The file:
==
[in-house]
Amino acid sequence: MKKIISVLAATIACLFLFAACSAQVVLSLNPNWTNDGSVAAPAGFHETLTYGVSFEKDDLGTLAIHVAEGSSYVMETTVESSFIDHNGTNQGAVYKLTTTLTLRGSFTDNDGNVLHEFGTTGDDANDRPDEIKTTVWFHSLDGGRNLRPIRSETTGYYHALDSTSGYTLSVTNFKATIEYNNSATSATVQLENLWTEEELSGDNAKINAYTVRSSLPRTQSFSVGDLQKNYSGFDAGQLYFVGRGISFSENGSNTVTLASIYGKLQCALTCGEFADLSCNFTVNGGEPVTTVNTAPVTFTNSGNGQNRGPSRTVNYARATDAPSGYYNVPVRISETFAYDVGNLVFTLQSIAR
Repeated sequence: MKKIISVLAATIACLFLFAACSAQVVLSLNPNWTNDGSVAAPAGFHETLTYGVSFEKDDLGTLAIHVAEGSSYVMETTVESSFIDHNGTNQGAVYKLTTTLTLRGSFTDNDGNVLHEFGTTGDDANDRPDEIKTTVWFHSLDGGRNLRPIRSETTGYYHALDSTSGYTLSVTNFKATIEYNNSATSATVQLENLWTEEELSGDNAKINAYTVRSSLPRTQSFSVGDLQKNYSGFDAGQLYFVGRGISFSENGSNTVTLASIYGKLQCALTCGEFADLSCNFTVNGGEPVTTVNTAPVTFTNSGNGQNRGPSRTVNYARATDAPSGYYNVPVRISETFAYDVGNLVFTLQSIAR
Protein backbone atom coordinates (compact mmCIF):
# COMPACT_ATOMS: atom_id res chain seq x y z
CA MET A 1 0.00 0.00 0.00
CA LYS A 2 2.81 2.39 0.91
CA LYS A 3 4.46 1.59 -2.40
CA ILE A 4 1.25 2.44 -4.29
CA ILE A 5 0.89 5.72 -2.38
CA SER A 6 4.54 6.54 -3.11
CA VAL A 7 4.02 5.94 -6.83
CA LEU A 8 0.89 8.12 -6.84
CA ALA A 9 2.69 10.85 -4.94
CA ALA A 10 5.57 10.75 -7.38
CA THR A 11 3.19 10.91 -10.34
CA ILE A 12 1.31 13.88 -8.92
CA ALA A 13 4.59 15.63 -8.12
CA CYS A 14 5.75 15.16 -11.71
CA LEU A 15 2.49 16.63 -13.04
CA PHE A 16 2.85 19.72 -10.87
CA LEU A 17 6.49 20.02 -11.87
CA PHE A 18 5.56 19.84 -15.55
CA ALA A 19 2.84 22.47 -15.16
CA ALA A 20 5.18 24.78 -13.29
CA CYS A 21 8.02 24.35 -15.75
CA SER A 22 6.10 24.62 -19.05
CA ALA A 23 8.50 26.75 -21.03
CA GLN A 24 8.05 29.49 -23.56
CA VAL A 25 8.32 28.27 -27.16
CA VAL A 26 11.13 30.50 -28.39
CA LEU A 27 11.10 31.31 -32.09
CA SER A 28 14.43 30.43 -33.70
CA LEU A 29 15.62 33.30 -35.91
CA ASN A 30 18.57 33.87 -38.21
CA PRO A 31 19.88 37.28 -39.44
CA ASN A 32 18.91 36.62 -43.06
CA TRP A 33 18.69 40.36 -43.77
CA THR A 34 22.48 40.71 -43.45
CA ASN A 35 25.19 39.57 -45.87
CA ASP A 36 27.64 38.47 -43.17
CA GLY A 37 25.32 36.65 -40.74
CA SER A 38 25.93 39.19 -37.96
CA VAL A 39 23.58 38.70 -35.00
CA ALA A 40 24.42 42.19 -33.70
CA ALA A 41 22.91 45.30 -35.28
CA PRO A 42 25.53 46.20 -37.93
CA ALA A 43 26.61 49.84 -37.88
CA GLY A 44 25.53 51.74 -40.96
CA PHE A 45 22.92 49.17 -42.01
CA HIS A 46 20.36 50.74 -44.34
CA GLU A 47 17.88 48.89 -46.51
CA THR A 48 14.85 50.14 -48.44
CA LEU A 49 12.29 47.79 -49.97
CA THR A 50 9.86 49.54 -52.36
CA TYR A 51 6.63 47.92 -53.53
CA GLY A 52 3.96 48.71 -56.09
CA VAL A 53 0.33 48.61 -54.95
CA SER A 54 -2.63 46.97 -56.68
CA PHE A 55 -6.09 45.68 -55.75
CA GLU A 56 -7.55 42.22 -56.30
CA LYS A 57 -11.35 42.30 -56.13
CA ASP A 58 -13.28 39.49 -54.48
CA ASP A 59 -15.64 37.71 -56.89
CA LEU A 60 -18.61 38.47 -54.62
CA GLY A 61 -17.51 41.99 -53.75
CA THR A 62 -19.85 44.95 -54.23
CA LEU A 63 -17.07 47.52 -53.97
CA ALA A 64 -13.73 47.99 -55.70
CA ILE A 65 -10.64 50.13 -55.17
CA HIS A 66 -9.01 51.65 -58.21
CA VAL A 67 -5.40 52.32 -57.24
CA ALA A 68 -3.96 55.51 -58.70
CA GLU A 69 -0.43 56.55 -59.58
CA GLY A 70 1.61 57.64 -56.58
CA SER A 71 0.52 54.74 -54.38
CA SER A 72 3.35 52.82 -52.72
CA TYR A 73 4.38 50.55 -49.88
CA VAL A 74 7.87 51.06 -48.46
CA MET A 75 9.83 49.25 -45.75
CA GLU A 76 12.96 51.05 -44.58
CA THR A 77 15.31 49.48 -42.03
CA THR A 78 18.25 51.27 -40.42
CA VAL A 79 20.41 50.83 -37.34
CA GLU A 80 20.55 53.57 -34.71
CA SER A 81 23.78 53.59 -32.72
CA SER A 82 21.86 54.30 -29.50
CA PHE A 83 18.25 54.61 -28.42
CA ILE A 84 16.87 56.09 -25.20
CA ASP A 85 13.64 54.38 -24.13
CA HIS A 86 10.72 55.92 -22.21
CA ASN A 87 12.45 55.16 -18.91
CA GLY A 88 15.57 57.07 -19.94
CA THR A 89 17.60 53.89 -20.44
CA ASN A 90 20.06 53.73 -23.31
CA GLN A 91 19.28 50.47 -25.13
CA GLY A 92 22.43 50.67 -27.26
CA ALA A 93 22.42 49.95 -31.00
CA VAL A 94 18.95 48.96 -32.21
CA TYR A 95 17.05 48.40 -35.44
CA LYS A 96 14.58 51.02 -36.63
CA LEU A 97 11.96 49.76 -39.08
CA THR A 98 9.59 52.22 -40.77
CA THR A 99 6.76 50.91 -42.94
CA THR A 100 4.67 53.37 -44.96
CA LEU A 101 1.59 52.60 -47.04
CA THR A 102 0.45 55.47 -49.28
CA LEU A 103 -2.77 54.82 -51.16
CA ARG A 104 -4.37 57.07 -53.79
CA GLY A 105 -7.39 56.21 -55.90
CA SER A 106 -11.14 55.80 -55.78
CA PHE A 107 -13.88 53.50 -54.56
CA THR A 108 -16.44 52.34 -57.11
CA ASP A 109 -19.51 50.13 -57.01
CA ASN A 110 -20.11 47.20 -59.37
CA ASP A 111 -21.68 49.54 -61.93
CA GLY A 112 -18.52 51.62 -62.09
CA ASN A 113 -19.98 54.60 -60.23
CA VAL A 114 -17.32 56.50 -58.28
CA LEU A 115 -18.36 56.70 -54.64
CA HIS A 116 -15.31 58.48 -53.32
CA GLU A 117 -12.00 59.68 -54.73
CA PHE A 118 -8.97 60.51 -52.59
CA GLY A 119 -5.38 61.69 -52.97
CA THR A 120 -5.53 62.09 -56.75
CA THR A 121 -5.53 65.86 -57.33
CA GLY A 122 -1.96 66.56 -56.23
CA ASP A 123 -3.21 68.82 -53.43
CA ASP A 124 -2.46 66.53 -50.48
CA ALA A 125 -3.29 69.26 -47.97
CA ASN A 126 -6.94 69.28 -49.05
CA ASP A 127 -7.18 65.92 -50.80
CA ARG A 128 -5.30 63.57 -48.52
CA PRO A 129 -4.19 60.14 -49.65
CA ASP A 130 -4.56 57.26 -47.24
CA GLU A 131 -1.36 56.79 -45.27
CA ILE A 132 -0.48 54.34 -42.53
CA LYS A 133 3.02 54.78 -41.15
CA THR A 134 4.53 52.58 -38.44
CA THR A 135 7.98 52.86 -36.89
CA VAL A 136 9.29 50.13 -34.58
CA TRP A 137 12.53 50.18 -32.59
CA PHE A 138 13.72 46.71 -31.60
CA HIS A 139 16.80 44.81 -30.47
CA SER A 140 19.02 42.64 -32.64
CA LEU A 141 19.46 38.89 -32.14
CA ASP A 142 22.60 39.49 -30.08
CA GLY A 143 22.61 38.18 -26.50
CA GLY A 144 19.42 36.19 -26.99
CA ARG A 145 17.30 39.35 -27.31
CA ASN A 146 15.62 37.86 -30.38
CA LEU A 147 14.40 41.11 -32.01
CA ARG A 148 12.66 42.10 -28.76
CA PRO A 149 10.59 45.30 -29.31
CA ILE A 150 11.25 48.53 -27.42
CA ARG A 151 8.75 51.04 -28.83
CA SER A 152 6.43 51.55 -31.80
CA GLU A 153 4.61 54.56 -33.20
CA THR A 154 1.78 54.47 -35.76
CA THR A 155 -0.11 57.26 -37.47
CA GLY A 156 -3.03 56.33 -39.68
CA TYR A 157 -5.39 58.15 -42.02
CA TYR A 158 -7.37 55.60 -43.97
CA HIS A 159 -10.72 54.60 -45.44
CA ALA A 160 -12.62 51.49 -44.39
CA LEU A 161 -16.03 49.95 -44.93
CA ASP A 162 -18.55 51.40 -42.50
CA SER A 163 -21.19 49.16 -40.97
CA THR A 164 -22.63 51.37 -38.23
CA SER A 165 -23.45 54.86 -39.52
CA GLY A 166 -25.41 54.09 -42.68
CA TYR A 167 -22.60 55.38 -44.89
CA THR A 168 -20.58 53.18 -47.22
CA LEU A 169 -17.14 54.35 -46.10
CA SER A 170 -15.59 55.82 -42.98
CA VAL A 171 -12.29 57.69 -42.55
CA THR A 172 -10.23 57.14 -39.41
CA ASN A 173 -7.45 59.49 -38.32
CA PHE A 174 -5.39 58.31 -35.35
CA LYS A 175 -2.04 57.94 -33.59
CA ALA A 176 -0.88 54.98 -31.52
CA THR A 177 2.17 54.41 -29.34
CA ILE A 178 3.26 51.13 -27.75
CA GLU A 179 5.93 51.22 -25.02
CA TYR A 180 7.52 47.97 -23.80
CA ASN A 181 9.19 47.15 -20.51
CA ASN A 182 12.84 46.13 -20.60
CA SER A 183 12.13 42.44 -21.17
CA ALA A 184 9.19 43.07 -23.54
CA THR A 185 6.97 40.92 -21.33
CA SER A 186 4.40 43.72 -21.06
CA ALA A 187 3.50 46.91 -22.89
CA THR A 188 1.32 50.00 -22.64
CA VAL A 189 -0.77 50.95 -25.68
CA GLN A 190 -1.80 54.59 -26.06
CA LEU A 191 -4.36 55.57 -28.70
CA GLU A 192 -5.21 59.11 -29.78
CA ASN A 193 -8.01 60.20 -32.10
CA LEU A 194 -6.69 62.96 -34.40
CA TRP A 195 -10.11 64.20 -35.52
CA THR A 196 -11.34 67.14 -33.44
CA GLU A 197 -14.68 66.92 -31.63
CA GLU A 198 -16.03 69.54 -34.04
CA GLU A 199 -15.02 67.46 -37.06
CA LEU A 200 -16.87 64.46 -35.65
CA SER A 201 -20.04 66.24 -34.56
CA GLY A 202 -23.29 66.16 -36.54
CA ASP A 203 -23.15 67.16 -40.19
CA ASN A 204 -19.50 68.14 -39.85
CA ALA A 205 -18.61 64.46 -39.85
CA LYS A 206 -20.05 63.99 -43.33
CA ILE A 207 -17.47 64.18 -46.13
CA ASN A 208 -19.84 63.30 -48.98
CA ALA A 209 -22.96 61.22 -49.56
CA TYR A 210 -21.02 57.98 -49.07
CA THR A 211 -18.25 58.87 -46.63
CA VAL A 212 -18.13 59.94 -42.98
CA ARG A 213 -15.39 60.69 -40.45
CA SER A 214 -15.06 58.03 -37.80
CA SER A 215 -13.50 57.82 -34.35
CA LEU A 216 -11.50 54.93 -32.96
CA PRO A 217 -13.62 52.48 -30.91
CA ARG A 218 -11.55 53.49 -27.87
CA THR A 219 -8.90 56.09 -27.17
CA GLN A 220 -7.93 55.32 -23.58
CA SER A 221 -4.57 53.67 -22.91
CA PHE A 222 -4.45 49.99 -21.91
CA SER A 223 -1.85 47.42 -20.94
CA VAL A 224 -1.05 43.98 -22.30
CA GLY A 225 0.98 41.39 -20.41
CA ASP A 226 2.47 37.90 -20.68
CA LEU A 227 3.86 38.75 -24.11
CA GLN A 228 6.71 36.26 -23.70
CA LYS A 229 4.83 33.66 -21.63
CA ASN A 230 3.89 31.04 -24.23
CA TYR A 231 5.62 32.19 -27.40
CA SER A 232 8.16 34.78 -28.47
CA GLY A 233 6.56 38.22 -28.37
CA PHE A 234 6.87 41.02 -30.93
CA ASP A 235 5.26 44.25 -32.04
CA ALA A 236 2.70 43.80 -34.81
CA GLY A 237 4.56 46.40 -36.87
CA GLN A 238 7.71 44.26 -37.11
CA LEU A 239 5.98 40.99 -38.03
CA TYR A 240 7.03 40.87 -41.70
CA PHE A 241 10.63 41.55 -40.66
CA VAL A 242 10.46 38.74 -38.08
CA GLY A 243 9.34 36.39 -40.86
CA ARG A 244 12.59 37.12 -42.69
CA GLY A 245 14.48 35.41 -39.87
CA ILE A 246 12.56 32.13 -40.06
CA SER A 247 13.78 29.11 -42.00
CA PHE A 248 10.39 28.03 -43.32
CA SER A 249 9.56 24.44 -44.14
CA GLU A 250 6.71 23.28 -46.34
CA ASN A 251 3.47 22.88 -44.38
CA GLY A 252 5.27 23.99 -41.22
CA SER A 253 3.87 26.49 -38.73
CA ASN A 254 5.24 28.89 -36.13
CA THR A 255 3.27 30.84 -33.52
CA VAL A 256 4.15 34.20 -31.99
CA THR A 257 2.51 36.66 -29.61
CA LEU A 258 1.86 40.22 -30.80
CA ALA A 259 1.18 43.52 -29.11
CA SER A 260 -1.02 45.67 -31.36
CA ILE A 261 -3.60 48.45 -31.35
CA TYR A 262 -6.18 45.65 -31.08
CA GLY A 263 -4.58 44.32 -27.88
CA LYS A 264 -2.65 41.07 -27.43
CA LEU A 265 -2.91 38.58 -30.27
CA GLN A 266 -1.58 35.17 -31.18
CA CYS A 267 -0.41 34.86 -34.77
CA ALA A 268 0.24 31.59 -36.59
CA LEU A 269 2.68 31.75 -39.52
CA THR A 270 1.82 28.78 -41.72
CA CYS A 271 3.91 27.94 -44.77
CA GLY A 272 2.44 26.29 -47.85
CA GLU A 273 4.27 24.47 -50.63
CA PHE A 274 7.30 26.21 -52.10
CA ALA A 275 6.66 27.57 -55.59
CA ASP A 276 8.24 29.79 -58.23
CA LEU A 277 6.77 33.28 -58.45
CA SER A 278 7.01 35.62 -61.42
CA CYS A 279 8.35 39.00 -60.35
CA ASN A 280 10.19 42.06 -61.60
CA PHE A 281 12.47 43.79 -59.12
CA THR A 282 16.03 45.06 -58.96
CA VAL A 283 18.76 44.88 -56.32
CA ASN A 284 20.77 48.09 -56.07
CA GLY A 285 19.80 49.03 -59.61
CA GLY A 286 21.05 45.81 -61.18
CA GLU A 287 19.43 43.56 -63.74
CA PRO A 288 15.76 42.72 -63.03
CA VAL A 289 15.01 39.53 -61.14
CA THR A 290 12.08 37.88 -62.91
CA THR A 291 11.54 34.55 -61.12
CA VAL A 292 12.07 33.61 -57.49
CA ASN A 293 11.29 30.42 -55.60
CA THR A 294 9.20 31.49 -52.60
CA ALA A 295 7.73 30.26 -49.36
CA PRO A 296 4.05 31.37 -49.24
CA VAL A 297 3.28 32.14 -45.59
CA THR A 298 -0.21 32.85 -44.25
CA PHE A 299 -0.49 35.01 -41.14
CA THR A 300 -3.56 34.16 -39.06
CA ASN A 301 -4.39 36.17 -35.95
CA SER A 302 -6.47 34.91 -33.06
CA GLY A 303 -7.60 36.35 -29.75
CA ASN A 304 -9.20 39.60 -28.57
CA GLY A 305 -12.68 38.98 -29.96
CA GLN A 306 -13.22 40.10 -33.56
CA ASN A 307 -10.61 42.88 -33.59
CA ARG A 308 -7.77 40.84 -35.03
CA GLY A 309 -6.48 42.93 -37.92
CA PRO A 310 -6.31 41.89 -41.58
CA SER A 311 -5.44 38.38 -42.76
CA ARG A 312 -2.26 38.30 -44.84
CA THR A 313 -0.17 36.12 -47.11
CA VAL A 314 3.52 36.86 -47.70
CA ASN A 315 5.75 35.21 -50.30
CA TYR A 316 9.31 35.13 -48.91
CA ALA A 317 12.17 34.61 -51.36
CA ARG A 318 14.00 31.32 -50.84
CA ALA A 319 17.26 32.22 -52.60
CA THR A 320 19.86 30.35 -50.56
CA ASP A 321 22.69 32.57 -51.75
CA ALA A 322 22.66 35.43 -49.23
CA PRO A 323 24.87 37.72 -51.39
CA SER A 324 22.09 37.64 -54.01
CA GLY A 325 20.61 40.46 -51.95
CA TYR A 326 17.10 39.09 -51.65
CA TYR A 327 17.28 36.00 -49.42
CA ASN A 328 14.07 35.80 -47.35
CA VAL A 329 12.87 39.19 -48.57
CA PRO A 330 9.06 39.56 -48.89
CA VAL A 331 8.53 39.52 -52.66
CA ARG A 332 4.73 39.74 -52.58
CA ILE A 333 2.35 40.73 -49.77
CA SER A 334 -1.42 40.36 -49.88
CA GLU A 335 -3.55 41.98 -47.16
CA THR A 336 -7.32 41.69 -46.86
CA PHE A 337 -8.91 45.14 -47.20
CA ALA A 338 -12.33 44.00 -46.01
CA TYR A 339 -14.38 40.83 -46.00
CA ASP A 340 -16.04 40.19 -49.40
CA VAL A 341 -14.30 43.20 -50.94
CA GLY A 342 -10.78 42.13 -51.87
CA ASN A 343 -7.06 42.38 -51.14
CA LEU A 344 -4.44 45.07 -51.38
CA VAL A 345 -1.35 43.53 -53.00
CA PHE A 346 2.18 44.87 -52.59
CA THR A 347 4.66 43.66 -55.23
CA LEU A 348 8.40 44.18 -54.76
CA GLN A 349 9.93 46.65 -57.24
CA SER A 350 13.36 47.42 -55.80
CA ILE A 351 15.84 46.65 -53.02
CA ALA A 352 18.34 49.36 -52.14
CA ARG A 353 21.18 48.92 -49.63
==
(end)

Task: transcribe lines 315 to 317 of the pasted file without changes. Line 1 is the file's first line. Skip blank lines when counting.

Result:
CA PRO A 310 -6.31 41.89 -41.58
CA SER A 311 -5.44 38.38 -42.76
CA ARG A 312 -2.26 38.30 -44.84